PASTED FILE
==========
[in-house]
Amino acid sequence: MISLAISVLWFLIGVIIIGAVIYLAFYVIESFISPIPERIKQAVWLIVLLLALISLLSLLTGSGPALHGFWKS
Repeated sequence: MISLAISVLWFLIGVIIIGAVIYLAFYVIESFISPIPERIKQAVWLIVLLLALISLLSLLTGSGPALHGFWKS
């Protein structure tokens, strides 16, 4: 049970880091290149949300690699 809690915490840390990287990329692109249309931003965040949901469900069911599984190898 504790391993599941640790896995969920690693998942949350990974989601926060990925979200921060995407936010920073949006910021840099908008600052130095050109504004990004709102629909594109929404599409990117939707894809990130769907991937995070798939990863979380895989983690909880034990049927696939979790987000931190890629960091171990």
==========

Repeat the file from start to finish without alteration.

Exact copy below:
[in-house]
Amino acid sequence: MISLAISVLWFLIGVIIIGAVIYLAFYVIESFISPIPERIKQAVWLIVLLLALISLLSLLTGSGPALHGFWKS
Repeated sequence: MISLAISVLWFLIGVIIIGAVIYLAFYVIESFISPIPERIKQAVWLIVLLLALISLLSLLTGSGPALHGFWKS
């Protein structure tokens, strides 16, 4: 049970880091290149949300690699 809690915490840390990287990329692109249309931003965040949901469900069911599984190898 504790391993599941640790896995969920690693998942949350990974989601926060990925979200921060995407936010920073949006910021840099908008600052130095050109504004990004709102629909594109929404599409990117939707894809990130769907991937995070798939990863979380895989983690909880034990049927696939979790987000931190890629960091171990």